1. Dress unprofessionally. Be clean and conservative in your attire and appearance.
  2. Arrive late to the interview.  Be at least 10 minutes early.
  3. Speak unprofessionally. Avoid speaking negatively about previous employers, etc... or anyone at all for that matter. This will reflect negatively on your character and would not increase your chances of being hired for the position.
  4. "Pad" your qualifications. Honesty is the best policy, be sure you avoid overstating your actual qualifications. Should you do so, your employer will eventually discover your shortcomings upon employment.
  5. Talk too much or leave a question unanswered. Be sure you pay attention and listen carefully to the questions being asked. Once you are asked the question, answer it completely and avoid changing subjects. This shows the employer that you can follow instructions and pay attention to necessary details.

THE PROCESS  (use as guide/learning tool only, each situation is different)

  1. Offer made by employer. (usually in writing)
  2. Take/ask for at least 24 hours to consider offer.
  3. Accept initial offer or submit counter-offer (in writing)
  4. IF COUNTER-OFFER: Research and include valid reasons why you deserve higher counter-offer
    1. Research salary & hiring trends for that industry or geographic area
    2. Consider benefits other than salary alone.  (listed above)


  1. Only discuss this when an offer has been made.
  2. If offer is made at the table, be very careful what your next spoken words are.  Don't unintentionally say "OK" as a verbal receipt, which the employer could interpret as an offer acceptance.  Better to reply: "Thank you for this offer, I respectfully ask for ____ hours/days to consider, then reply with my answer."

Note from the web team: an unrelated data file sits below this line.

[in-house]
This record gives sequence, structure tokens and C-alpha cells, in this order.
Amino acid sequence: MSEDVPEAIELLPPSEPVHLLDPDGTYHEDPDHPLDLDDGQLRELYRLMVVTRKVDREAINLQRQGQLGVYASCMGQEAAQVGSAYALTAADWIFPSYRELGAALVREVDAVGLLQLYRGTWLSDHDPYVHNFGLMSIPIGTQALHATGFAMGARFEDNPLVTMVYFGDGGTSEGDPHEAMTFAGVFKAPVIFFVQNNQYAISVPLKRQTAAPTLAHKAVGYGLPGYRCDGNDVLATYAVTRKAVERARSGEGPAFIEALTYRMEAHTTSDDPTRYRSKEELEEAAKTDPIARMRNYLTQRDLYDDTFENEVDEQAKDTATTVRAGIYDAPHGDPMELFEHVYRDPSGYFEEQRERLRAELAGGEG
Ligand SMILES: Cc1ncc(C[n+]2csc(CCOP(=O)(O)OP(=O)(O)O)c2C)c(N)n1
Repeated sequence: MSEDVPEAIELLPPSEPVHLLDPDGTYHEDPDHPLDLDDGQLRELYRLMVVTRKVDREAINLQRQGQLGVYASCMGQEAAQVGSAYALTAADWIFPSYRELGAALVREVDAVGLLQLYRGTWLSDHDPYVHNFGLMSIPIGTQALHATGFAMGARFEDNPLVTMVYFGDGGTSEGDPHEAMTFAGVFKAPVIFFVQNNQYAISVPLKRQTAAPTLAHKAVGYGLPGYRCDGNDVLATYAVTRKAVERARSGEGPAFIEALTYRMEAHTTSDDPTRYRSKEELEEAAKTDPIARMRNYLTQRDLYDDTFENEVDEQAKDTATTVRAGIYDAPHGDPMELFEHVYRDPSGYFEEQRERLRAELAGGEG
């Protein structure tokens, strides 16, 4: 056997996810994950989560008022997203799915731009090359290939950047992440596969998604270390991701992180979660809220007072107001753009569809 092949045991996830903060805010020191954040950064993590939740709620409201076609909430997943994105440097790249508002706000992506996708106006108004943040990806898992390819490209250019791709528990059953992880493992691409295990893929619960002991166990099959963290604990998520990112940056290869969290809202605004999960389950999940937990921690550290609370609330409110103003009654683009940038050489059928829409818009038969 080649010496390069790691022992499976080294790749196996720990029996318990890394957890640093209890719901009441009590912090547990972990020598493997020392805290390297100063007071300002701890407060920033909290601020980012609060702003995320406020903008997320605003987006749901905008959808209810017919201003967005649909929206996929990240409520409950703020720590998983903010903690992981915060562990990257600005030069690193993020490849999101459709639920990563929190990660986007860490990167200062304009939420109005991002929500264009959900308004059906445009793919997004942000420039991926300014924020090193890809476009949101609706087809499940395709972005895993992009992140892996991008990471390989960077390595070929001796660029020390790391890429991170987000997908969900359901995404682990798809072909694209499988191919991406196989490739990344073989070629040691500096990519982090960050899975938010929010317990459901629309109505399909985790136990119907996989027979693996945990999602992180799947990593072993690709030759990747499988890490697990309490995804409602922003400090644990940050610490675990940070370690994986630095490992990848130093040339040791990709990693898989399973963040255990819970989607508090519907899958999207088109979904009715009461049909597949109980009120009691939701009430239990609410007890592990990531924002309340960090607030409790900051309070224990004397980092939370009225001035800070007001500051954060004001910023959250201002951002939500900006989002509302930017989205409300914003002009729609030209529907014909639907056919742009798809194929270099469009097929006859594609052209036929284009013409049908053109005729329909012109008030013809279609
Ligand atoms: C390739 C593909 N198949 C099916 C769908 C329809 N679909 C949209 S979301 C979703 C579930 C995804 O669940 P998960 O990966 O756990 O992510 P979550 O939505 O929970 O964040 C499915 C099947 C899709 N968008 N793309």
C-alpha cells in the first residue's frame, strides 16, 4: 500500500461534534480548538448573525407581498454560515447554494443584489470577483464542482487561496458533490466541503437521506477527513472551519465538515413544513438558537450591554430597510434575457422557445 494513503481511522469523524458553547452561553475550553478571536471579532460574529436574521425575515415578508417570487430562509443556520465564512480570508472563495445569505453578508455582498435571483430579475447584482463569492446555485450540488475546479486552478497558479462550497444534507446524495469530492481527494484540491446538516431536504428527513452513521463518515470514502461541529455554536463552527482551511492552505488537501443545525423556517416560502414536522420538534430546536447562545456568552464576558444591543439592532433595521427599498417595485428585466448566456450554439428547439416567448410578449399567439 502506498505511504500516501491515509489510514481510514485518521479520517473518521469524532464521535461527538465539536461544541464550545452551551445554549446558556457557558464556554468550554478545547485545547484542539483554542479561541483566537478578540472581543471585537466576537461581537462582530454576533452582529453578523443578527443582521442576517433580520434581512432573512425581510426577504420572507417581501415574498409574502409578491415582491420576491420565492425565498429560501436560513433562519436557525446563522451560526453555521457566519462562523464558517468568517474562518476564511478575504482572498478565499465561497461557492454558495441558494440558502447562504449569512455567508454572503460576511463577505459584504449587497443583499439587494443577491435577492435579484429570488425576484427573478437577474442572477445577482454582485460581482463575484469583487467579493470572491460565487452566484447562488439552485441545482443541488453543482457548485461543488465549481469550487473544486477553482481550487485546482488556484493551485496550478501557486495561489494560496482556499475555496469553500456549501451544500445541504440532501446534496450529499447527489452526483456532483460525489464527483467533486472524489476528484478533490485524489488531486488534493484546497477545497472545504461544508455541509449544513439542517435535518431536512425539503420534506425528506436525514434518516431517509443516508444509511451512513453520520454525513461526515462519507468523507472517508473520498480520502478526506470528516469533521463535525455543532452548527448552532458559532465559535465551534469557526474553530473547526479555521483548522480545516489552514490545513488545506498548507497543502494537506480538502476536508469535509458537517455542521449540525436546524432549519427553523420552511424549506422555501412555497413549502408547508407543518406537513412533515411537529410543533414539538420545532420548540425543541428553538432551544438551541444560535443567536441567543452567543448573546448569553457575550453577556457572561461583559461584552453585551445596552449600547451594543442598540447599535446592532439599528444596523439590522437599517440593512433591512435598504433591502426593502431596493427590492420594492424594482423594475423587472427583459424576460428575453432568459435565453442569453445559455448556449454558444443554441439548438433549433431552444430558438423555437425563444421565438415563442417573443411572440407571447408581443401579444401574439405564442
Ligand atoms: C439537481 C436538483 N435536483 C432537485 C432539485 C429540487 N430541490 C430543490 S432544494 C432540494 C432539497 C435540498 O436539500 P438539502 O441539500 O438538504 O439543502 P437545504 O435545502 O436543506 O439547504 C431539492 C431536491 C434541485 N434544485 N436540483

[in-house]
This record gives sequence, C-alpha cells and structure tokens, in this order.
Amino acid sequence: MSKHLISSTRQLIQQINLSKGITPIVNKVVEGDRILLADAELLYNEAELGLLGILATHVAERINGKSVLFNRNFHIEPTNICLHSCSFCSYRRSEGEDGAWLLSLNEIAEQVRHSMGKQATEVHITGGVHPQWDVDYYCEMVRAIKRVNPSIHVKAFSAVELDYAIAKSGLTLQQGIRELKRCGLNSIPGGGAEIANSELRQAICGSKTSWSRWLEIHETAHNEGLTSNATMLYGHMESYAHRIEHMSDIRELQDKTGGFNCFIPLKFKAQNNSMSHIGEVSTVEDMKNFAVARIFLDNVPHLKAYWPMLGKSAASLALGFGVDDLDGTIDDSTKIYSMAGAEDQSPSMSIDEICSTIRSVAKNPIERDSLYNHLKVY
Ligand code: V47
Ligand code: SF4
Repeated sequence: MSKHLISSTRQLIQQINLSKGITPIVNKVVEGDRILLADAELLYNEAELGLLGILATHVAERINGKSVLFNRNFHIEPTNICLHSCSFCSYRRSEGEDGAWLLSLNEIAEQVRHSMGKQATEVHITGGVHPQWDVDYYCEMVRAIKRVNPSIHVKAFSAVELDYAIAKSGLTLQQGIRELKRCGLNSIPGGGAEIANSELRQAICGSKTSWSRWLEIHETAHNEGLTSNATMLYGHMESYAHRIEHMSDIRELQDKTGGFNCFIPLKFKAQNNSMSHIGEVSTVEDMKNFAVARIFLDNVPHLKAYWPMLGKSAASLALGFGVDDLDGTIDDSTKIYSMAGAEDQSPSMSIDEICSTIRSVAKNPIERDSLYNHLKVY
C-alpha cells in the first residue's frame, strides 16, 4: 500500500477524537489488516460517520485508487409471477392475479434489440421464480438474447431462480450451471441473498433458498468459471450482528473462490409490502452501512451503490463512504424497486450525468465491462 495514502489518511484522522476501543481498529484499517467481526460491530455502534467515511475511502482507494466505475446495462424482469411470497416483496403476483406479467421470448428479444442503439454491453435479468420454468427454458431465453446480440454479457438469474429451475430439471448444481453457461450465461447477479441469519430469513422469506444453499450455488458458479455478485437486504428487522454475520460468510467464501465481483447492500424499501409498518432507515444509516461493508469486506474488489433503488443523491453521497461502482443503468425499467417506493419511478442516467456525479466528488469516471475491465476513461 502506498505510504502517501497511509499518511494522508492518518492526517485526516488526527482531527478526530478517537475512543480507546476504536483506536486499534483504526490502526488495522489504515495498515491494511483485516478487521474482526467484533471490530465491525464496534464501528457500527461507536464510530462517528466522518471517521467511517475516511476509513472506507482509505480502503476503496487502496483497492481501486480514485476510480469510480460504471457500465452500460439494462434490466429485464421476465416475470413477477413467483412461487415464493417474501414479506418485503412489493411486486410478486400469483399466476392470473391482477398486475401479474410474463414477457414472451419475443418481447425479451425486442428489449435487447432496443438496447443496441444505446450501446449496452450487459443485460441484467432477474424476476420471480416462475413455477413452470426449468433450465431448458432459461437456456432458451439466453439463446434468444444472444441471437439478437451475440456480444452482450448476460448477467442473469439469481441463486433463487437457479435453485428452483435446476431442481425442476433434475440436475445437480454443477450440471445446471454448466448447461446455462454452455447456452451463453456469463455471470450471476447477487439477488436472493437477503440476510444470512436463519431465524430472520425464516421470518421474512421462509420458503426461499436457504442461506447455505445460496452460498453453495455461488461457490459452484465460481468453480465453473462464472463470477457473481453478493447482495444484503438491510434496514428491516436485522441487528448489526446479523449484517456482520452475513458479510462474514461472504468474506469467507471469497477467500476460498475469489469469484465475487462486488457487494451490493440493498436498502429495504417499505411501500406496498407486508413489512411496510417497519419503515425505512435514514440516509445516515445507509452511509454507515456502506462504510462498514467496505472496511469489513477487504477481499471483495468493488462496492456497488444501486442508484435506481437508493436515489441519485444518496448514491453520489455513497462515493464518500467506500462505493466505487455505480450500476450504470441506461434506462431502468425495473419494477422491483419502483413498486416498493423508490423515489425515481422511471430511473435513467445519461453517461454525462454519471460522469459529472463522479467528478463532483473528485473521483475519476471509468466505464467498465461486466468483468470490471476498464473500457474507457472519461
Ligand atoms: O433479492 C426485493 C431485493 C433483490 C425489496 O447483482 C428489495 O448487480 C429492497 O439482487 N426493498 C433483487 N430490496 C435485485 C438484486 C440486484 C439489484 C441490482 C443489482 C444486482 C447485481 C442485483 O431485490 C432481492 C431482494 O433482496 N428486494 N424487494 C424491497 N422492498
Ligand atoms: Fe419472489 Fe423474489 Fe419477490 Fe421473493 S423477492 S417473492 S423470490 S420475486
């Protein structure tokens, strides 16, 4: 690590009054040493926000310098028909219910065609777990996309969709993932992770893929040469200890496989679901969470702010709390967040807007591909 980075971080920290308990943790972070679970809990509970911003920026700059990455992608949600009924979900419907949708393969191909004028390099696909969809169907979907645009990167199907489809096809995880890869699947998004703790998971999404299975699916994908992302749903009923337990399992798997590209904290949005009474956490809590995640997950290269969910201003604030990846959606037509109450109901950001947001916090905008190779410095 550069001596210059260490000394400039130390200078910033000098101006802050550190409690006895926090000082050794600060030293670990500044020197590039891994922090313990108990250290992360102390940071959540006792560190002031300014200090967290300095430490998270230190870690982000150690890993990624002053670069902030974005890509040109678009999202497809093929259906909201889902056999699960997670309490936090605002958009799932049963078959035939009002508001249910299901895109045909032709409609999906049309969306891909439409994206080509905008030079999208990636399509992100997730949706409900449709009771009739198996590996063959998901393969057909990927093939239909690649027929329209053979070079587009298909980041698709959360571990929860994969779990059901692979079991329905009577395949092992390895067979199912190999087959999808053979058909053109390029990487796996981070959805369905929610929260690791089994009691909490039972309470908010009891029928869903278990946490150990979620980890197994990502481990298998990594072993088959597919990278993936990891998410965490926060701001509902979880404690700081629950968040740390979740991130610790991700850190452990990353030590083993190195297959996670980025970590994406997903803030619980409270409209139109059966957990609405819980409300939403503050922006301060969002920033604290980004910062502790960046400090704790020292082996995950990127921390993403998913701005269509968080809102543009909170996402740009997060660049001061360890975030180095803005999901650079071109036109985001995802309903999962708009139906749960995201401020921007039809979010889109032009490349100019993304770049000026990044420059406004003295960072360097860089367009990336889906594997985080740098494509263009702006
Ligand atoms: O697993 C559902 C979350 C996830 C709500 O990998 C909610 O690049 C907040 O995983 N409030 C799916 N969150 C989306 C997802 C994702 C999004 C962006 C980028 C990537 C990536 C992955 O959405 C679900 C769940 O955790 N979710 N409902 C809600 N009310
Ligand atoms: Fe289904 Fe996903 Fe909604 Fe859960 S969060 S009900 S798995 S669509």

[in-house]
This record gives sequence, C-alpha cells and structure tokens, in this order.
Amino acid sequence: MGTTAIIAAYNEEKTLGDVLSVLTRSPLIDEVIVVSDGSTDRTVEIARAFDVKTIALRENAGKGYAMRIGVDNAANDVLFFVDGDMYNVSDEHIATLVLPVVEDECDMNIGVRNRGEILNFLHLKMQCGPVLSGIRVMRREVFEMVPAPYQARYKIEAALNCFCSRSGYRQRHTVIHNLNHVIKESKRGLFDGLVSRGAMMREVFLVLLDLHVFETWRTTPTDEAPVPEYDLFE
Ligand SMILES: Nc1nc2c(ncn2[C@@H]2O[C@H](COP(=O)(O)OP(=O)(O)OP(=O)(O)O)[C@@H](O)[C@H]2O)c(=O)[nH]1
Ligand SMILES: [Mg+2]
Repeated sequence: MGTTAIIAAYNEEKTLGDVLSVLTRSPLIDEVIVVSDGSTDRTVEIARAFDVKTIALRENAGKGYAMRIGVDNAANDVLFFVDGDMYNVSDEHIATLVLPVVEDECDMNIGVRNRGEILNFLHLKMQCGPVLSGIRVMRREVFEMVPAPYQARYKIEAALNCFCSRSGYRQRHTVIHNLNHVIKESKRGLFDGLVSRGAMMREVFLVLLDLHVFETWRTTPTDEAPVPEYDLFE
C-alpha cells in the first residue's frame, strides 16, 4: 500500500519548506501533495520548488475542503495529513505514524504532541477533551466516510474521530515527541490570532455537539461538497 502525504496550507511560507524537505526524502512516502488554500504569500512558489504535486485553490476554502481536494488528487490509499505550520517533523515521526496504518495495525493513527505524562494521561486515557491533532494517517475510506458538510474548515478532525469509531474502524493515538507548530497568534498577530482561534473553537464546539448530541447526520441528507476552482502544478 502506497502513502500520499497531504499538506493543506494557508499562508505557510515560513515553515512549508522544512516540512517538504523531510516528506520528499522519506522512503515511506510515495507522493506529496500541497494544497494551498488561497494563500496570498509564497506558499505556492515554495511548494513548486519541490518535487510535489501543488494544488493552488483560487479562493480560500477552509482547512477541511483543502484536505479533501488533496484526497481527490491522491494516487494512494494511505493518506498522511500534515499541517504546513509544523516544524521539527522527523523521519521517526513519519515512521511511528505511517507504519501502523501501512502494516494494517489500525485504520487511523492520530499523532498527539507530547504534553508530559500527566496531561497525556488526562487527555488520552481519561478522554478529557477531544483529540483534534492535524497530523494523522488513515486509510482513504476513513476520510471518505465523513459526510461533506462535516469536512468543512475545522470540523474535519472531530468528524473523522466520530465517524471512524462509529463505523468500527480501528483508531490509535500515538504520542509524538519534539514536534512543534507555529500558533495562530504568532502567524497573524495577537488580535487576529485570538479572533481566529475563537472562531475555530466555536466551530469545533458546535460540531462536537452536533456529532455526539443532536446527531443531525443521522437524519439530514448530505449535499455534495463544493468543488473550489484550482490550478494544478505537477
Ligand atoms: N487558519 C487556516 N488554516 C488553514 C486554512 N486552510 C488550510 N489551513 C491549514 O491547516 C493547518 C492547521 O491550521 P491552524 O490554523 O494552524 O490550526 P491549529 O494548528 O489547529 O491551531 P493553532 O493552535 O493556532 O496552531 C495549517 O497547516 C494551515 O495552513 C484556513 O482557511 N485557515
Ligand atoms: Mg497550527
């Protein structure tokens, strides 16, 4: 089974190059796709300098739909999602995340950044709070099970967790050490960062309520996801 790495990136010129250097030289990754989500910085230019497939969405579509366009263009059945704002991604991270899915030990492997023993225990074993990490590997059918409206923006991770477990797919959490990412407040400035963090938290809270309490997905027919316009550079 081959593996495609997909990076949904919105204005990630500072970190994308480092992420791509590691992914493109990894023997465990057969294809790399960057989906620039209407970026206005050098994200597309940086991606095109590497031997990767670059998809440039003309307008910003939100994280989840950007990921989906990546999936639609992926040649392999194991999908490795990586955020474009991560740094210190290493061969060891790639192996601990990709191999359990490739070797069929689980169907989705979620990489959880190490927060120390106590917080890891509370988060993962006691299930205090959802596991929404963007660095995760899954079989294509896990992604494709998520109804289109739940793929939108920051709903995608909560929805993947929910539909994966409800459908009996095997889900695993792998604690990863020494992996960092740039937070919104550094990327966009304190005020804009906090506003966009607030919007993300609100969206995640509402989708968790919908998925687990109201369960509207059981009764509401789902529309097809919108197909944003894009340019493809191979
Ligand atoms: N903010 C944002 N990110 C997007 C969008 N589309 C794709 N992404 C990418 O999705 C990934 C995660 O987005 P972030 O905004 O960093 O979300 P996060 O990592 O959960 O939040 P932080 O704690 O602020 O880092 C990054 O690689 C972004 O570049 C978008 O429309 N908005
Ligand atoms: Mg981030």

3. Be sure to research salary & hiring trends for that industry or geographic area (aka: fair market value)
  4. Your personal experience plays a role in salary amount (# of previous exp., internships, knowledge, etc.)
  5. Negotiate more than salary alone.  Other negotiating points include, but are not limited to:

401(k) contributions                 administrative assistants 

attendance at conventions            casual dress

cell phone                                certain software 

certification reimbursement        child day care

comp time off                         company car

corporate housing                    deferred compensation

disability and life insurance        first-class travel 

flextime                                 general education

health club membership            Internet access 

laptop                                    medical and dental coverage

office (vs. cubicle) space            paid holidays

paid sick leave                            parking

profit-sharing                            relocation benefits

specific training                        stock grants 

stock options                            training

transportation                            travel per diem

tuition reimbursement                vacation

wellness days

Employers may require you to complete a test or assessment as part of the interview process.  Some examples include:

Personality & Psychometric


Aptitude Tests  (free practice here)



Additional Interview Types

Use your special BGSU access to utilize these powerful video tutorials and virtual interview practice software.


Good Evening Ms. Hoosier,


Thank you for offering me the [ POSITION TITLE ] position at [ COMPANY NAME ] today during our conversation.  To be sure we are both understanding your offer, I’m writing to confirm that the details are:

Compensation Rate/Range: $ [INSERT HERE]

Start Date: [INSERT HERE]


Weekly Work Schedule: [INSERT HERE]

Additional Details: [INSERT HERE]


Could you please reply confirming I am correct, and/or correcting those areas that need updating.


Thank you again for this opportunity.






1 – Thank you
2 – Personal Note/connection
3 – Future Statement


Good Afternoon Mr. Rollins,

1 – Thank you for the engaged conversation today, I enjoyed getting to know both yourself and Promedica in greater detail.

2 – Knowing that Promedica cares so intently about their clients and patients means a great deal to me. Especially the “Helping Hand” program, dedicating resources and aid to children makes a potential career with Promedica much more meaningful. This is the type of company I wish to engage with.

3 – I will be completing the online application as instructed and hope to speak with you again in person about my potential employment. Should you require additional information, I’m happy to provide this.

Thank you for this opportunity Mr. Rollins, I truly appreciate it.


Tom Siebenaler
BGSU Schmidthorst College of Business